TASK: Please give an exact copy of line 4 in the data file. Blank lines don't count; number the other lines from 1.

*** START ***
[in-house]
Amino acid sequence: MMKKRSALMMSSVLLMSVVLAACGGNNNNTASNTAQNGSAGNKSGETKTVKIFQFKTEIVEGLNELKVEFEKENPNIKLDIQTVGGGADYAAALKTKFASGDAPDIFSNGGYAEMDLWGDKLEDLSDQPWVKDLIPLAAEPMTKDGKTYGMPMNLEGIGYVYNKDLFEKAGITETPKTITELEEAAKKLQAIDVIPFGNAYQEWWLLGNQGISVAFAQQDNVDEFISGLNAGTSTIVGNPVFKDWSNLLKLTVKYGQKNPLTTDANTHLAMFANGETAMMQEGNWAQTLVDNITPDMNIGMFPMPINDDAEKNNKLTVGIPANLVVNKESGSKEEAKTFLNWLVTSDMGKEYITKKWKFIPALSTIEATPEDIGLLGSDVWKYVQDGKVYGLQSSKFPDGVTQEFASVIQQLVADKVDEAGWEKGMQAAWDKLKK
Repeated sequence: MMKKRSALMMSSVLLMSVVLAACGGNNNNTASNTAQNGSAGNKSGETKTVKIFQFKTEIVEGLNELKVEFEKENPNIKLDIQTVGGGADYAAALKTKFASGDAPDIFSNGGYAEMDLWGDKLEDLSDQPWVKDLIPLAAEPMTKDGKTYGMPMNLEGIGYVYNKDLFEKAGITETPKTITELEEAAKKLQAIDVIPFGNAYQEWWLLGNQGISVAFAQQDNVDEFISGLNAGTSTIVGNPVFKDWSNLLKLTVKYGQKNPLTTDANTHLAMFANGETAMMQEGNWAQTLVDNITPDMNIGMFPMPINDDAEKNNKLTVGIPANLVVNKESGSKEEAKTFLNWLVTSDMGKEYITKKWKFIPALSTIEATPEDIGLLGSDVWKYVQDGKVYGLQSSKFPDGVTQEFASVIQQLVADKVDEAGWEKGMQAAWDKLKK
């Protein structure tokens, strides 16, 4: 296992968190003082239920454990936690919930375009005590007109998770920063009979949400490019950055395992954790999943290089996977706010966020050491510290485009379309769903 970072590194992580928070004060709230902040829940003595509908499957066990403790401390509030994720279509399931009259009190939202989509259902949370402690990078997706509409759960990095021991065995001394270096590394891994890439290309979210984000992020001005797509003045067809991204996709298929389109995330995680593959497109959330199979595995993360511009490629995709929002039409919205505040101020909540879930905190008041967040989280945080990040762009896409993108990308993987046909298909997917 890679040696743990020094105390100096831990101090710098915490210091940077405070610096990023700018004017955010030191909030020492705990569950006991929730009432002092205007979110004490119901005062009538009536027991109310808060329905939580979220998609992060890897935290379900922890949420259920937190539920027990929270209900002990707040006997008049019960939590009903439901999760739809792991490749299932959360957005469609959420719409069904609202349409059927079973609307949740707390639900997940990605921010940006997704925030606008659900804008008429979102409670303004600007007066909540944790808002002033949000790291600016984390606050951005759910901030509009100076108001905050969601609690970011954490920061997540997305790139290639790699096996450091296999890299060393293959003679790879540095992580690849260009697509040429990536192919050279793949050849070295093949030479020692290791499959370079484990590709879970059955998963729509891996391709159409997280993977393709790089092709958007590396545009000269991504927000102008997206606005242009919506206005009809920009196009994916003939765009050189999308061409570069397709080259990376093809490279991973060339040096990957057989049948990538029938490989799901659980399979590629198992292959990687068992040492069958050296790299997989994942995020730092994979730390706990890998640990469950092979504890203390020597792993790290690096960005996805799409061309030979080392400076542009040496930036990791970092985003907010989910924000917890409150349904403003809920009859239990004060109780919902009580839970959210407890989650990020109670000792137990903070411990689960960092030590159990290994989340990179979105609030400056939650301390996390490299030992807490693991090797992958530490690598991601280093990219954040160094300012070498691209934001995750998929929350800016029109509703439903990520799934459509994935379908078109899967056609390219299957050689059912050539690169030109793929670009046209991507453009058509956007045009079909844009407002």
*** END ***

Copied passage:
């Protein structure tokens, strides 16, 4: 296992968190003082239920454990936690919930375009005590007109998770920063009979949400490019950055395992954790999943290089996977706010966020050491510290485009379309769903 970072590194992580928070004060709230902040829940003595509908499957066990403790401390509030994720279509399931009259009190939202989509259902949370402690990078997706509409759960990095021991065995001394270096590394891994890439290309979210984000992020001005797509003045067809991204996709298929389109995330995680593959497109959330199979595995993360511009490629995709929002039409919205505040101020909540879930905190008041967040989280945080990040762009896409993108990308993987046909298909997917 890679040696743990020094105390100096831990101090710098915490210091940077405070610096990023700018004017955010030191909030020492705990569950006991929730009432002092205007979110004490119901005062009538009536027991109310808060329905939580979220998609992060890897935290379900922890949420259920937190539920027990929270209900002990707040006997008049019960939590009903439901999760739809792991490749299932959360957005469609959420719409069904609202349409059927079973609307949740707390639900997940990605921010940006997704925030606008659900804008008429979102409670303004600007007066909540944790808002002033949000790291600016984390606050951005759910901030509009100076108001905050969601609690970011954490920061997540997305790139290639790699096996450091296999890299060393293959003679790879540095992580690849260009697509040429990536192919050279793949050849070295093949030479020692290791499959370079484990590709879970059955998963729509891996391709159409997280993977393709790089092709958007590396545009000269991504927000102008997206606005242009919506206005009809920009196009994916003939765009050189999308061409570069397709080259990376093809490279991973060339040096990957057989049948990538029938490989799901659980399979590629198992292959990687068992040492069958050296790299997989994942995020730092994979730390706990890998640990469950092979504890203390020597792993790290690096960005996805799409061309030979080392400076542009040496930036990791970092985003907010989910924000917890409150349904403003809920009859239990004060109780919902009580839970959210407890989650990020109670000792137990903070411990689960960092030590159990290994989340990179979105609030400056939650301390996390490299030992807490693991090797992958530490690598991601280093990219954040160094300012070498691209934001995750998929929350800016029109509703439903990520799934459509994935379908078109899967056609390219299957050689059912050539690169030109793929670009046209991507453009058509956007045009079909844009407002």